Blog post By Paula Chiocchi on 2016-12-14
With holiday gift giving now in full swing, sending out your packages early enough to ensure they arrive on time is essential. A gift arriving after the fact just doesn’t have the same impact. The same can be said for email marketers – if their messages do not reach their intended targets, the time they invested in crafting a valuable message will also be marginalized.
That’s why ensuring email delivery is a crucial step that marketers should master. While email delivery statistics vary by industry and email platform, some studies estimate that as many as one in six emails are blocked, placed into junk folders or otherwise not reaching their intended recipient, while others estimate this number at one in five.
Don’t settle for a hit or miss strategy when it comes to getting your emails to the right person at the right time. Here are eight tips to keep in mind:
- Ensure good standing with your ISP: Make sure you are meeting the expectations of your internet service provider (ISP), which usually focus on audience engagement. In other words, if your recipients are generally not opening or responding to your messages, you could be in trouble. Fortunately, there’s a solution: ensure your messages are genuinely of interest and useful to your audience--enough so that they will open and respond to them.
- Keep a clean list: If marketers continue sending to email addresses that never open or click, it could be a red flag to email providers (e.g. Google or Yahoo), who sometimes employ abandoned or dummy email addresses as spam traps. If you don’t get any response after a year or two, drop the contact. For those using outside email data providers, investigate a more reputable source for your data.
- Encourage action: Active email engagement with your audience sends a positive signal to ISPs and verifies your reputation. As such, always include some sort of call-to-action (CTA), and never use a “no reply” email address, which can also seem unprofessional.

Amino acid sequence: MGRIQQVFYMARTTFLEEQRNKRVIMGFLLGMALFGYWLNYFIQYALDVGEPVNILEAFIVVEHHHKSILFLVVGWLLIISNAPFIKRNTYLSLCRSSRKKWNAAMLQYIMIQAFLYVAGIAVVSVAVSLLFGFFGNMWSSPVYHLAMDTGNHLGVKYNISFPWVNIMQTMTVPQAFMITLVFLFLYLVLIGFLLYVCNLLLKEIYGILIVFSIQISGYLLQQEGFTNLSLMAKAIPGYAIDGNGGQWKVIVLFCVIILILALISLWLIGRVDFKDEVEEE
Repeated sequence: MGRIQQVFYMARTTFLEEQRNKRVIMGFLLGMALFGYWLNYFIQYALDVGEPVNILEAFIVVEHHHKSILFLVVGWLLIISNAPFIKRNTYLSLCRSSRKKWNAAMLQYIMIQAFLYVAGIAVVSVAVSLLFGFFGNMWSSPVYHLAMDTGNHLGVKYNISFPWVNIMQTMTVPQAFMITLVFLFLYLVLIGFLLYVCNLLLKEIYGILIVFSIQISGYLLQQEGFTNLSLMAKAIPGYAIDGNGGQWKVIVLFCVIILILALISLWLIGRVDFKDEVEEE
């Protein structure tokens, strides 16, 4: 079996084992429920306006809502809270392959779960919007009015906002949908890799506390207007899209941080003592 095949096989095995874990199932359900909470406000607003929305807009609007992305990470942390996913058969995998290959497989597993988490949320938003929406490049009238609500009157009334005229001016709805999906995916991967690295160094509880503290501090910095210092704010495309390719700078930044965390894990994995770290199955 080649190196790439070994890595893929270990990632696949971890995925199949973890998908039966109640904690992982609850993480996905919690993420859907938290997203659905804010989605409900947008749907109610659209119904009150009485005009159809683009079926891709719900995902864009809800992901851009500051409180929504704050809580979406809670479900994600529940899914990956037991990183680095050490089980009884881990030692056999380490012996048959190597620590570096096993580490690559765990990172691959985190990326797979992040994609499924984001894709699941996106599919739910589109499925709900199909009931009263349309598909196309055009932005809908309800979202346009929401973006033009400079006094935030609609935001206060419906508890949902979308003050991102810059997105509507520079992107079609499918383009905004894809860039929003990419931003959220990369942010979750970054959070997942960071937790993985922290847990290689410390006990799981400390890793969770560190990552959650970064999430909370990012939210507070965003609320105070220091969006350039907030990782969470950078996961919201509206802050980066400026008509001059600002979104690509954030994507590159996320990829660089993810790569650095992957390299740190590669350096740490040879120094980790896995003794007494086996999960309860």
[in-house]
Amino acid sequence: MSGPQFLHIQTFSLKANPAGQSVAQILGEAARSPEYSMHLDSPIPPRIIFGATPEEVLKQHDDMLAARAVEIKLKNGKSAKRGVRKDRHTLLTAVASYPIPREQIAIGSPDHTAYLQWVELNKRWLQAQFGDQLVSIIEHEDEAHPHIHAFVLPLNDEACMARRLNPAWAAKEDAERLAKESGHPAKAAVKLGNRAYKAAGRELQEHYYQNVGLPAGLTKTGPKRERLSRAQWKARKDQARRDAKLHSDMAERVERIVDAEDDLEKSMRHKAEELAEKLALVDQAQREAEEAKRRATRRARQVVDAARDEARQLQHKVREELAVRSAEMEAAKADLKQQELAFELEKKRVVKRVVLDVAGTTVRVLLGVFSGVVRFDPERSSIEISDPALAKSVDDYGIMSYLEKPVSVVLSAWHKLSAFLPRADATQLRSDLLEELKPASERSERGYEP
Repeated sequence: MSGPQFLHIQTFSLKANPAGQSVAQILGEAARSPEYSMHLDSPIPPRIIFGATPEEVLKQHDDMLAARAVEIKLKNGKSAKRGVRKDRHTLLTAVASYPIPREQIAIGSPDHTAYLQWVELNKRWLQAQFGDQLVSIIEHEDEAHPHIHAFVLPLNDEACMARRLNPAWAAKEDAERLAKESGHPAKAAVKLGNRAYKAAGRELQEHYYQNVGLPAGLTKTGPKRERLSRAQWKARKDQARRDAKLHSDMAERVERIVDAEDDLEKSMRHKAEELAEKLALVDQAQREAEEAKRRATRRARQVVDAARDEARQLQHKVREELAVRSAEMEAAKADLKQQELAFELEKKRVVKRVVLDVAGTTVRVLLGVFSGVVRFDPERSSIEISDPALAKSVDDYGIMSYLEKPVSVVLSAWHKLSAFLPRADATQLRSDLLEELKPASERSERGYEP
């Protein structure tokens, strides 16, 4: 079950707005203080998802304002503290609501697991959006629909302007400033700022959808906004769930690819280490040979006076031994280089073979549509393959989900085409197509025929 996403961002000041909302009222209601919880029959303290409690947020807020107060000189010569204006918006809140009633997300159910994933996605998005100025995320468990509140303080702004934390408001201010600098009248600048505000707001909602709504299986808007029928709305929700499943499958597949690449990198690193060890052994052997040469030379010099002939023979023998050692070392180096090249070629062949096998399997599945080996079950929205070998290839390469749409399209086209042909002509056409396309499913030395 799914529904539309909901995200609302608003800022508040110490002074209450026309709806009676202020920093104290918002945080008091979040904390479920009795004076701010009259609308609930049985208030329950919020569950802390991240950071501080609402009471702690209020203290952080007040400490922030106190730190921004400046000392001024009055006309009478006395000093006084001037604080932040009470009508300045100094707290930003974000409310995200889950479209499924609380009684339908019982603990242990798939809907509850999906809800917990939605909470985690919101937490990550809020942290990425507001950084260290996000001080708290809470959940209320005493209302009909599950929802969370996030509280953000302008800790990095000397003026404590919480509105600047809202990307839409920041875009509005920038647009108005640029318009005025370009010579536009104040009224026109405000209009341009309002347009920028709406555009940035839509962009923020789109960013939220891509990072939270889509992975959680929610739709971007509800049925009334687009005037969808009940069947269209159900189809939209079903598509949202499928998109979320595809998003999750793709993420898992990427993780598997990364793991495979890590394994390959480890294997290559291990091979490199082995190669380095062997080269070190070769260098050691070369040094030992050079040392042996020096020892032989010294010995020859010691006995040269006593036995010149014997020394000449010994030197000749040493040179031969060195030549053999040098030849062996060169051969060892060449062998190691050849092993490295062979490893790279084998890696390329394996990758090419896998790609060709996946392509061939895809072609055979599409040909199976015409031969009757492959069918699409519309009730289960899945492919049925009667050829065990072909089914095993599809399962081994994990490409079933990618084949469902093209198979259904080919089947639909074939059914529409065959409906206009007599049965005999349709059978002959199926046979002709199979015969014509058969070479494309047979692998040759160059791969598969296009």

- Give your audience control: Make it easy for your targets to unsubscribe to your messages, and be sure to act on unsubscribe requests within 10 business days of receiving them. Include a link for recipients to add your “from” address to their safe senders list, which itself is also a positive signal to ISPs. Finally, consider establishing a preference center, which allows subscribers to control and customize the content they receive from you.
- Watch the file size: Large email sizes (e.g. over 100k) increase the likelihood of blockage. A large file size is typically due to too many high-resolution images, or to the email simply being too long or including an added attachment. Because attachments can contain viruses and are scrutinized by SPAM filters, don’t include them in your campaigns.
- Simplify design: While images, animation and video can grab reader attention, know that some of your recipients may not see these due to their email preference settings. (To get around this, provide a link to allow them to view the images properly.) In addition, skip the eccentric fonts and stick to the business standards (e.g. Arial, Times New Roman, etc.) to ensure proper rendering.
- Ensure mobile viewing: As more emails are being viewed on mobile devices, if your emails don’t look great on smart phones (or worse – don’t render at all), your message will not get viewed and may get blocked by the recipient (again, red flags to ISPs). Be sure to test your campaigns on myriad mobile platforms to ensure success.
- Stay within the law: CAN-SPAM (U.S.) and CASL (Canada) mandate proper guidelines for email content, sending activities and unsubscribe processes. These laws can vary by state or country, so be sure to adhere to the guidelines within your target region. Violations will only land you in hot water with your ISP.
Ensuring their emails arrive to their intended targets should be a top priority for B2B email marketers. Otherwise, all the time and effort that’s put into well-crafted messages, eye-catching designs and valuable CTAs will only get lost in the electronic mail, making for a very disappointing holiday season indeed.